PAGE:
I set up a test to see how the two uses of a similar sensor type compared at the highlight end, around native ISO. The Alpha 900 was able to focus accurately by AF on the side of the silver urn bowl which shows a slight bright edge against the paper. The D3X was completely unable to focus on the same spot by any AF method, and had to be manually focused; unfortunately the accuracy of manual focusing with standard screens in cameras like this is zero, and the Nikon screen provides very few visible engraving or marks to help adjust the dioptre correctly for viewing. So the Nikon focus point is different. This doesn't affect the aspect I wanted to check.
Raw file exposures were taken by tungsten light (this is not ideal, and automatically cuts highlight headroom by over one stop - approximately 1.5 stops of dynamic range is required for the camera to use tungsten WB in place of its presumed native daylight WB). The D3X's Tungsten preset is not as accurate as the A900, and produces a much warmer result. This makes the comparison difficult by eye and I have therefore used one extra control when processing the raw - I have set the WB based on the white paper, so that it matches the A900.
RAW Developer uses two very different curves to convert D3X and A900 files:
While the A900 benefits (as you will see below) from using Nikon curve instead of its own, the curve Iridient have written for the A900 is too dark and makes the files need exposure correction - it makes the Nikon appear to be almost twice the true ISO value compared to the A900. For this test, I have processed a set of raw files taken at 1/3rd stop intervals all the way from 2 seconds to 1/8th, using the Nikon curve. The Nikon was set to ISO 100 (claimed to be 'native') and the Sony was set to ISO 160 (while 200 is said to be 'native'). The reason for this is that several technical reports indicate the sensor may have a real native sensitivity best expressed around ISO 125-160. Doing this gives the Nikon the benefit of 1/3rd stop versus the A900, and compensates for the slight tungsten value adjustment in raw processing.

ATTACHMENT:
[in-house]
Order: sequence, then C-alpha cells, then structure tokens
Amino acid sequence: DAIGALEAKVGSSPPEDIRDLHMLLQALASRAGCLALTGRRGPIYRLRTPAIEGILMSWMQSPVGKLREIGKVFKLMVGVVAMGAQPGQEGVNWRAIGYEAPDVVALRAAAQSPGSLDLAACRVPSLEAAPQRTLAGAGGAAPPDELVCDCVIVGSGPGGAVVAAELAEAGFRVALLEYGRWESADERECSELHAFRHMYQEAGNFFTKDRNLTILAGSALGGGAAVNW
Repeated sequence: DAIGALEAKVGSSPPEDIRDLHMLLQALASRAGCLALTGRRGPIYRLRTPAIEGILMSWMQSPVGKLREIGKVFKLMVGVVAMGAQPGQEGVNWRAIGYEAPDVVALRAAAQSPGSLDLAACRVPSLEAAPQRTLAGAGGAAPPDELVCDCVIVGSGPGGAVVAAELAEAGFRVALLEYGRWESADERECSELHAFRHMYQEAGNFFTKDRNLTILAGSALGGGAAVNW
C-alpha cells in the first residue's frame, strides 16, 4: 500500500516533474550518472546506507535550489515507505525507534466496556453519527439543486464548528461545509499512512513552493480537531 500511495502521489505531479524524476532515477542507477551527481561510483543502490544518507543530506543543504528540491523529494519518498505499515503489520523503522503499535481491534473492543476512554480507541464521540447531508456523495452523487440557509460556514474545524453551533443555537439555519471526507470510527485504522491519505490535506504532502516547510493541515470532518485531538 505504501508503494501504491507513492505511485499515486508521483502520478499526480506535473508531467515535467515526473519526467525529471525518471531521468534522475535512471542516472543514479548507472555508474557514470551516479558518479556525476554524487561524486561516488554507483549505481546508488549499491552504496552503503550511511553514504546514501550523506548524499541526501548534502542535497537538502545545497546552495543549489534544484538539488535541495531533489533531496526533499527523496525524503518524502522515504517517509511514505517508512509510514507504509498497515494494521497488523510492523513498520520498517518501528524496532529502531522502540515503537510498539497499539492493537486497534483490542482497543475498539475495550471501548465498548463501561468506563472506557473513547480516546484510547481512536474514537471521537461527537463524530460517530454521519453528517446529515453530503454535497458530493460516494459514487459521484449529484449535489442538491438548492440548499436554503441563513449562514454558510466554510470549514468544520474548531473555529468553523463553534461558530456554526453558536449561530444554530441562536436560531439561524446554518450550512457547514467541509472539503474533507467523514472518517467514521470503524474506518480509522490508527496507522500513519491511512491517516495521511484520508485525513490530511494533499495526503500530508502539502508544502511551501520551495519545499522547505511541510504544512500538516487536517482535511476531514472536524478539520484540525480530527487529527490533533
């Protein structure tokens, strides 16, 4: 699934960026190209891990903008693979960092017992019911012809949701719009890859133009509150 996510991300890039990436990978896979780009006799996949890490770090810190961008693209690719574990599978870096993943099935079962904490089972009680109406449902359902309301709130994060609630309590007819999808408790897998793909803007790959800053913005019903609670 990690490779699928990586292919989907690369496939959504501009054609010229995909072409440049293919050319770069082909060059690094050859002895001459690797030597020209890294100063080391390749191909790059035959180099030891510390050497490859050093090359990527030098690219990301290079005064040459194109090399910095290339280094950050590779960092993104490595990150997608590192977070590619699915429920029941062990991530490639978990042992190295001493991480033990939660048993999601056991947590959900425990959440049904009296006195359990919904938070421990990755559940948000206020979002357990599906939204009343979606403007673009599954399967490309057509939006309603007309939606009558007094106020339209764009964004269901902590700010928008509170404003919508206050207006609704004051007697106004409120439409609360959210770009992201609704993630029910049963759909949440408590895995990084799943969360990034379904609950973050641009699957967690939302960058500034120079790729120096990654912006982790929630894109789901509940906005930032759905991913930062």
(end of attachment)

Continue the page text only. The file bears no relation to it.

Here are the two results, Sony to the left, Nikon to the right (or below depending on how you are viewing this):
The value in the bright rim of the silver next to the paper is around 242-244 RGB in both cases, and the highlights clip in the brighter reflections to 0-0-0 in both cases. The actual exposure needed by the Nikon was 0.5s at f/11, and the Sony 0.4s at f/11. This is within 1/3rd of a stop of the ISO settings, but it is based on values around 235-245. If 255 clipping is used for comparison, both 0.4s frames are a better match.
What you should be able to see is that the Sony image is much brighter as you get down into the shadow tones. I leave you to work out the benefits of this, and why the Nikon image is more contrasty and darker for the same highlight detail recording (hint: try moving the left hand slider of any photo to the right in Photoshop levels, and you will see a similar darkening).
Please note that the Iridient curves shown are not the same as post-conversion curves in ACR (or indeed in RAW Developer - there is a complete additional Curves window for applying these). These are camera input calibration curves, designed to correct for the way each different camera raw format records brightness values.
Sorry for the rather obscure nature of this stuff. I do not plan to write a blog post about this yet, because I don't know enough about it yet. Still learning. RAW Developer has been a useful tool (so has Raw Photo Processor) but two or three other raw processors need to go live with D3X conversion. I want to look at as many real-life shots in different converters as possible before making an conclusions. Just let's say I am very happy with some aspects of the A900 image handling at low ISOs, and as things stand right now, the strategy seems to have been to tune performance for low ISOs with maximum recovery of both highlight and shadow detail along with colour. Nikon has been much more concerned about how high ISO performance is perceived, and they seem to have sacrificed ultimate low-ISO flexibility to get better high ISO results.
It would be understandable for a sensor maker (Sony) to 'go by the book' and set everything up perfectly around the native base ISO - and typical of a camera maker, like Nikon, to deviate from specifications to squeeze something more for real photographic purposes, by experimenting with different reading and processing strategies.